February 24, 2013 00:00 By Pattarawadee Saengmanee The N 6,776 Viewed
There's no need to head to the sea to lie on the beach or rip the curl. Just jump on the BTS and head downtown
An alternative sport that combines surfing with snowboarding and elements of skateboarding, flow riding has taken much of the world by storm with centres flourishing from the US and UK to Chile and Singapore and even a world championship sponsored by a well-known soft drinks company.
While probably not quite ready to compete at the world level, Thais are already enjoying riding the waves at Flow House Bangkok.
Opened six months ago by four veteran entrepreneurs all passionate about aquatic sports, the centre, a franchise of the San Diego-based Flow and Wave Houses, is bang in the centre of town on Sukhumvit Soi 26.
The sport was invented in the early 1990s by a group of professional boardsport athletes searching for an extreme indoor sport that didn’t depend on the weather or wind direction and which could also be practised without risk of injury.
The Bangkok operation, which costs Bt90 million to set up, operates from a former 400-square-metre, two-storey sports club that’s been transformed to resemble a miniature beach resort, complete with wooden tables, chairs and loungers and a large wave pool.
“In addition to Europe, where flow boarding is really big, Flow and Wave Houses have opened franchises in South Africa, Japan, Singapore and South Korea. Flow riding is rated as an extreme sport, but it’s safer than skating on the street or snowboarding in the mountains. And you can do it at any time of year,” says marketing manager Porawit Kittivuttivittaya. “We’ve created a beach in the centre of town. Now, if you want to ride the waves, you don’t even need to drive to the sea.”
Beginners are given lessons by a veteran instructor team and start by learning to balance on the wave generated by the very latest Double System – it costs Flow House Bangkok Bt30 million – which travels at 50 kilometres per hour.
The 3.5-metre-high, slightly sloped surface is made from the same quality polyester that’s normally found on a standard gymnastic floor. It’s soft and flexible and riders feel free and safe even when they fall. There are two lanes and a maximum of 20 people can surf at one time.
I start my lesson by learning how to move and kneel on my board. In just one hour, says my supervisor instructor, Arnon Galson, I’ll be able to balance and ride the wave smoothly. Personally, I have my doubts but my confidence grows as he patiently guides me through standing and moving in all directions. Twenty minutes in and I’m loving it.
“There are two kinds of boards for flow riding: body and flow boards. They can be made of wood, fibreglass and EVA foam. They are small, safe and lightweight. The flow rider is easy and the best choice for anyone skilled in board sports. It takes only a short time to adapt and learn how to ride the simulated wave,” Arnon says. “Flow riders have tricks that are based on the basics of skateboarding like the ollie [jumping over water] and the pop shove it [jumping and turning in the air]. I’m a skateboarder, but I fell in love with flow riding. I find it very exciting and challenging.”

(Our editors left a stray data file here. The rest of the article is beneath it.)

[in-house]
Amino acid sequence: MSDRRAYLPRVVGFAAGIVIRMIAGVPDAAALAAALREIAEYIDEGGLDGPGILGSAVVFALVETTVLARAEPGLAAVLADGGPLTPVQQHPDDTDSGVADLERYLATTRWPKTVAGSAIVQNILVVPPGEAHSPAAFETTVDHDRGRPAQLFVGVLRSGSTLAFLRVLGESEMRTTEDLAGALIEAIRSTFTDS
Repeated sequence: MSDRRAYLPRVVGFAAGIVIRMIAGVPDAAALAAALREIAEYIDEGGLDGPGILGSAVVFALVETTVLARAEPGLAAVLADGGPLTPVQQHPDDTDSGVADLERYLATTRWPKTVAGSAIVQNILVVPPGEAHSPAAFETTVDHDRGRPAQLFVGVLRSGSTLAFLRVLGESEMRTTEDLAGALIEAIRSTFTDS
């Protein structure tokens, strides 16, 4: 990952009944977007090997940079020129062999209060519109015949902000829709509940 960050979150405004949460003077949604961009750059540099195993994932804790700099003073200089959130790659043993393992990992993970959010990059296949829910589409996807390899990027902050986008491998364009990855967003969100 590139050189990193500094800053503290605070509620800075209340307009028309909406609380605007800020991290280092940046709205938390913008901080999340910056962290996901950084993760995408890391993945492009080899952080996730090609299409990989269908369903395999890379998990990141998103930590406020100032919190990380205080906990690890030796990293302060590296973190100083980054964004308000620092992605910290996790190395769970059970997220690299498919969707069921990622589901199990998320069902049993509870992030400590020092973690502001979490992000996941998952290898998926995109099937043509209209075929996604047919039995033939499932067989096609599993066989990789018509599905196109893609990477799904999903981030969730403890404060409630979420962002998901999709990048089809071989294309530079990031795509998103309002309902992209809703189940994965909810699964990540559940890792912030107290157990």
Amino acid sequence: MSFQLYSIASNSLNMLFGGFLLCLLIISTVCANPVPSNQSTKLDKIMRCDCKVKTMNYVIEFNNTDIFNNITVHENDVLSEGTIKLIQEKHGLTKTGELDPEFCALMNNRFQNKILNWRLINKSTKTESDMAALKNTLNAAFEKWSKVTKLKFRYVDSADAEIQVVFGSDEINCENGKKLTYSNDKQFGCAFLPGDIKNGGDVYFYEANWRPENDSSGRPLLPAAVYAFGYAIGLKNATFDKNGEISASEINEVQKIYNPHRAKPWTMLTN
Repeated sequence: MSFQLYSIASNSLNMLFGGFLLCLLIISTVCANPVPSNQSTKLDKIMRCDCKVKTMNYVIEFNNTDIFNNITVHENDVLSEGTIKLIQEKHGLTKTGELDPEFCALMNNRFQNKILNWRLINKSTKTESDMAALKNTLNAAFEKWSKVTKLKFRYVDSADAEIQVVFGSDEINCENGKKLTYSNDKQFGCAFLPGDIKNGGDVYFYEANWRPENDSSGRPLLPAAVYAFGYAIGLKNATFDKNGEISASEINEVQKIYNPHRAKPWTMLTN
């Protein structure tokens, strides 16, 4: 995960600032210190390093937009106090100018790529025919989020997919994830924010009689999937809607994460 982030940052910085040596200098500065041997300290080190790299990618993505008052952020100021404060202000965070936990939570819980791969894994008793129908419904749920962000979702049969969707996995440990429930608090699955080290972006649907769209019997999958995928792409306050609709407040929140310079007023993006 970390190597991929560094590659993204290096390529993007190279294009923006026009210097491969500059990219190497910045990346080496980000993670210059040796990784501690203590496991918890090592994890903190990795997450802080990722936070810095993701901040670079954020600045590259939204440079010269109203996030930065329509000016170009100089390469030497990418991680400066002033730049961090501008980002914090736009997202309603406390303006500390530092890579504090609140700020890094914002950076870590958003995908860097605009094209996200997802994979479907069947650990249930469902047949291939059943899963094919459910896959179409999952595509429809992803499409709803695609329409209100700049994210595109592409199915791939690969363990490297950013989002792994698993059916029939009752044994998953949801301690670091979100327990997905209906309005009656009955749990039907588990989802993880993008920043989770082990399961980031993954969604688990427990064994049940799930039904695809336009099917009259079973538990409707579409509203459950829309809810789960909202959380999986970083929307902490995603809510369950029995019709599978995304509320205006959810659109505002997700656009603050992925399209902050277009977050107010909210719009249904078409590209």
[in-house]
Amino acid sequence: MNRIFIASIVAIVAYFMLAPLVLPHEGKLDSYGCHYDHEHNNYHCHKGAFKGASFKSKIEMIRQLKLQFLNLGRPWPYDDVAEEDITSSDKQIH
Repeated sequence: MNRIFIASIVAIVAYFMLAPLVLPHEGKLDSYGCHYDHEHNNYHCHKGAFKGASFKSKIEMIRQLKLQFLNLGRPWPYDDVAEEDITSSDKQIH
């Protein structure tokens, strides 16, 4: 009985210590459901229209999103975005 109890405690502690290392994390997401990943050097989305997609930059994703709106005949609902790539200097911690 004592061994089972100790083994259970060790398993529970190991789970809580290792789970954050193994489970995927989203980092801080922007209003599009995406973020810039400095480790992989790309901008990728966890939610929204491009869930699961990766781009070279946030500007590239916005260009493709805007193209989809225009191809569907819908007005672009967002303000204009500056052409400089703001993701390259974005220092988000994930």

Australian-Thai, Payu Vonbucren, 13, agrees. He comes here after school most days and on weekends and can’t get enough of the wave. “I used to surf a little,” he explains, “but at first I didn’t find it easy to balance on a flow board.” Now I love the flow rider, it’s challenging,” says Payu, a student at NIST international school.
Tanutchaya Tresirikasem, 10, used to play tennis with her siblings and also tried her hand at mountain climbing. Now she comes to Flow House. “I like the flow rider. It’s fun. I come here two or three days a week,” she says.
Company owner and kiteboarding enthusiast Chanthana Sirithanakorn has also become a regular. “I like here because I don’t have to drive out of town. Flow riding doesn’t rely on the weather either, meaning I can surf whenever I want,” she says.
In between rides, you can munch on a burger or hog dog and enjoy a drink at Flow House’s California-style restaurant and bar. A selection of sporting gear is available at the Rip Curl store and the little ones can work off excess energy in the small pool.
“We’re planning to open an Italian restaurant once we finish renovating the restaurant and bar. Ideally, we’d like to become a hip hangout and introduce what Flow House has to offer to a wider range of people,” says Porawit.
>> Flow House Bangkok is located in A Square community mall on Sukhumvit Soi 26. It’s open weekdays from 10am to midnight and from 8am on weekends. Call (02) 108 5210 or visit www.FlowHouseBangkok.com and “Flowhousebangkok” page on Facebook.
>> The ride costs Bt750 per hour. Flow House also offers three packages, ranging from Bt3,750 for five hours with two hours free, Bt7,500 for 10 hours with five hours free and Bt11,250 for 15 hours with 10 hours free.